I’ve read plenty of books, Christian and not, and all of them have had some sort of influence on me. I love them all: history, humor, fiction, whatever. But these are probably the most formative because (1) I read them early in my Christian experience, and (2) I read them when I was really hungry for spiritual depth. They have stuck with me and continued to speak for many years.
The Cost of Discipleship by Dietrich Bonhoeffer
I first encountered this book when I was a teenager, and I only remember reading part of it. I don’t think I ever finished. But what I read, even though much of it was over my head at the time, convinced me that being a Christian was serious business, encompassing all of life and demanding full commitment. I’ve never been able to live up to that call completely, but I’ve also never been able to forget it.
Biography of James Hudson Taylor by Dr. and Mrs. Howard Taylor
Yes, this is a very idealized biography, full of stereotypes and written in an old and florid style. But it also captures the vision and commitment of Hudson Taylor in such a compelling way that it made me want to be just like him. Actually, for a time, I think I wanted to be him. This book gave me a lifelong love for the global Christian mission and cross-cultural ministry.
With Christ in the School of Prayer by Andrew Murray
I became convinced pretty early in my walk with God that prayer was the key to the Christian life—to everything, in fact. Murray’s book (and others like it) helped me put the prayer life in context and also gave me permission to see it not as something I had to “get right” but as a school, a learning process, a journey into a fuller relationship with Christ. I found it to be a beautiful balance of practical advice and the mysteries of grace.
Praying Hyde: Missionary to India by Basil Miller
This book and The Autobiography of George Müller were in a virtual tie for this spot; but I had to choose one, and this (only slightly more than Müller’s) gave me a startling visual picture of what a life of prayer could look like. That’s the beauty of biographies; they put clothes on abstract concepts and beliefs and give you a vision to grow into. I’m still hoping to grow into Hyde’s.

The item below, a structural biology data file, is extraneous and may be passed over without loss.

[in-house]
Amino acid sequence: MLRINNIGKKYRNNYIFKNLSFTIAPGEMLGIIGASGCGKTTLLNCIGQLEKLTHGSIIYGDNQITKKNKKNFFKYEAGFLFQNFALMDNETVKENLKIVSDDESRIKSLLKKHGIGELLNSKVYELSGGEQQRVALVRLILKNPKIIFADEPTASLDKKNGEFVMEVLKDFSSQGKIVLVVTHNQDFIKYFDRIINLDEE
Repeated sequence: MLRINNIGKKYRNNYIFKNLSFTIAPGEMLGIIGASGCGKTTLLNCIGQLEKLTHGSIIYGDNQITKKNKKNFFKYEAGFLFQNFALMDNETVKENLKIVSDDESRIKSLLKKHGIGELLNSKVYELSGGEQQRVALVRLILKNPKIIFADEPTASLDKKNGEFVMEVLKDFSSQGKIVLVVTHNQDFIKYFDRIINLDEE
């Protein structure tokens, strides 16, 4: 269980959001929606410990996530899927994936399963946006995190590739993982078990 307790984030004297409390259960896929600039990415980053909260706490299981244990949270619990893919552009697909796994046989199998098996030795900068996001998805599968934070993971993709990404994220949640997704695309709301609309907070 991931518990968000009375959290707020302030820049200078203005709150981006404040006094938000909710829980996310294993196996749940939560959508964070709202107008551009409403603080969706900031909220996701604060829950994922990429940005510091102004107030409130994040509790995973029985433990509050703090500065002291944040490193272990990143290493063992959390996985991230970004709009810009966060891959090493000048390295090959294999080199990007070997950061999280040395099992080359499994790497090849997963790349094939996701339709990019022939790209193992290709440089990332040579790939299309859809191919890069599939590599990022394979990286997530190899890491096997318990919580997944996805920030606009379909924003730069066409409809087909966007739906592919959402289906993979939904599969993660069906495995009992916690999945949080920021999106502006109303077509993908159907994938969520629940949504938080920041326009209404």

The Pursuit of God by A. W. Tozer
I suspect this book makes a lot of people’s lists. It’s short but powerful, filled with insights about what it really means to be a Christian. It has mystical undertones—not a bad thing, in my view—while being thoroughly grounded in Scripture and Christian theology. For me, this book has not only been a model for trying to live a thoughtful, relevant life but also for trying to write thoughtful, relevant words.
Chris Tiegreen is author of many books, including the new The Wonder of Advent Devotional.
As the year comes to a close and the stress and busyness of the consumer Christmas holiday grows, it can be easy to lose sight of what the season really calls us to: worship. In today’s world, is it even possible to slow down, to ponder, to wonder in the coming birth of Christ?
This Advent, recapture the mystery and beauty of the season with The Wonder of Advent Devotional. In this insightful and thought-provoking book, beloved devotional author Chris Tiegreen brings you into a deeper experience of this integral time in the church calendar. After completing a week of short readings to prepare your heart for the Advent season, you’ll journey through December with daily Scripture readings, prompts for reflection, and guided prayer to help you savor this remarkable divine story. With each day, The Wonder of Advent Devotional will reconnect you with what happened in Bethlehem long ago—and experience it anew in your life right now.